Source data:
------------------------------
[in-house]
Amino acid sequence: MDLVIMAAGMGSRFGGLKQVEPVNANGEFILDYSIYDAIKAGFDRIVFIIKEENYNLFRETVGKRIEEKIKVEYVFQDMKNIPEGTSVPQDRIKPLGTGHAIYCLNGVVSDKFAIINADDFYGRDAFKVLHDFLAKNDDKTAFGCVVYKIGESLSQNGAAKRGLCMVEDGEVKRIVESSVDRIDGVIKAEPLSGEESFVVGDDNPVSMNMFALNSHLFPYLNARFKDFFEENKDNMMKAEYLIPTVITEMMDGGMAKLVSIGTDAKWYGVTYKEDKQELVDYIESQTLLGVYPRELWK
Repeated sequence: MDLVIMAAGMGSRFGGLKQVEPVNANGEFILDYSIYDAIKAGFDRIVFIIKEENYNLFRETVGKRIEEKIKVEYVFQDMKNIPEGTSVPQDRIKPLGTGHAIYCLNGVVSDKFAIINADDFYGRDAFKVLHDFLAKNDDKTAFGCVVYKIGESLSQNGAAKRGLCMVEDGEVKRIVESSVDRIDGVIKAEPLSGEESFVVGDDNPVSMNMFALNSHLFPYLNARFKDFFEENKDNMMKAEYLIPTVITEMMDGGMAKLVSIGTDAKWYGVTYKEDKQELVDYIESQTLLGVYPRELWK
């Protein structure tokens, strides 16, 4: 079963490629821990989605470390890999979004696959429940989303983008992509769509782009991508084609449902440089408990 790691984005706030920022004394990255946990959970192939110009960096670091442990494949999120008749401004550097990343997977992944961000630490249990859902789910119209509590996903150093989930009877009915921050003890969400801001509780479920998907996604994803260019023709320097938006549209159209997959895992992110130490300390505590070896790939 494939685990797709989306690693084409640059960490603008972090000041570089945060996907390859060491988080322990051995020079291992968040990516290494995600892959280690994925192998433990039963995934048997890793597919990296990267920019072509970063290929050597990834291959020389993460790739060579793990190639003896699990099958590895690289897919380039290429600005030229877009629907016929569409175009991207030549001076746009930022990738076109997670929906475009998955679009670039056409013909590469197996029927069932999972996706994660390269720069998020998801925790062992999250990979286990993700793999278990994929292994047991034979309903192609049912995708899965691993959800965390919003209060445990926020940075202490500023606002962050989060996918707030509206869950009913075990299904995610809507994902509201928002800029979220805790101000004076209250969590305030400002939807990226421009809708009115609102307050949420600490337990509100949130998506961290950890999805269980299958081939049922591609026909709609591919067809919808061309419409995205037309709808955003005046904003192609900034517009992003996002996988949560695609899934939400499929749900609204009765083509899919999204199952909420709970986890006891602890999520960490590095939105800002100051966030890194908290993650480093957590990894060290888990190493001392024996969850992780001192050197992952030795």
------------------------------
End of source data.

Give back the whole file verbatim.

[in-house]
Amino acid sequence: MDLVIMAAGMGSRFGGLKQVEPVNANGEFILDYSIYDAIKAGFDRIVFIIKEENYNLFRETVGKRIEEKIKVEYVFQDMKNIPEGTSVPQDRIKPLGTGHAIYCLNGVVSDKFAIINADDFYGRDAFKVLHDFLAKNDDKTAFGCVVYKIGESLSQNGAAKRGLCMVEDGEVKRIVESSVDRIDGVIKAEPLSGEESFVVGDDNPVSMNMFALNSHLFPYLNARFKDFFEENKDNMMKAEYLIPTVITEMMDGGMAKLVSIGTDAKWYGVTYKEDKQELVDYIESQTLLGVYPRELWK
Repeated sequence: MDLVIMAAGMGSRFGGLKQVEPVNANGEFILDYSIYDAIKAGFDRIVFIIKEENYNLFRETVGKRIEEKIKVEYVFQDMKNIPEGTSVPQDRIKPLGTGHAIYCLNGVVSDKFAIINADDFYGRDAFKVLHDFLAKNDDKTAFGCVVYKIGESLSQNGAAKRGLCMVEDGEVKRIVESSVDRIDGVIKAEPLSGEESFVVGDDNPVSMNMFALNSHLFPYLNARFKDFFEENKDNMMKAEYLIPTVITEMMDGGMAKLVSIGTDAKWYGVTYKEDKQELVDYIESQTLLGVYPRELWK
């Protein structure tokens, strides 16, 4: 079963490629821990989605470390890999979004696959429940989303983008992509769509782009991508084609449902440089408990 790691984005706030920022004394990255946990959970192939110009960096670091442990494949999120008749401004550097990343997977992944961000630490249990859902789910119209509590996903150093989930009877009915921050003890969400801001509780479920998907996604994803260019023709320097938006549209159209997959895992992110130490300390505590070896790939 494939685990797709989306690693084409640059960490603008972090000041570089945060996907390859060491988080322990051995020079291992968040990516290494995600892959280690994925192998433990039963995934048997890793597919990296990267920019072509970063290929050597990834291959020389993460790739060579793990190639003896699990099958590895690289897919380039290429600005030229877009629907016929569409175009991207030549001076746009930022990738076109997670929906475009998955679009670039056409013909590469197996029927069932999972996706994660390269720069998020998801925790062992999250990979286990993700793999278990994929292994047991034979309903192609049912995708899965691993959800965390919003209060445990926020940075202490500023606002962050989060996918707030509206869950009913075990299904995610809507994902509201928002800029979220805790101000004076209250969590305030400002939807990226421009809708009115609102307050949420600490337990509100949130998506961290950890999805269980299958081939049922591609026909709609591919067809919808061309419409995205037309709808955003005046904003192609900034517009992003996002996988949560695609899934939400499929749900609204009765083509899919999204199952909420709970986890006891602890999520960490590095939105800002100051966030890194908290993650480093957590990894060290888990190493001392024996969850992780001192050197992952030795």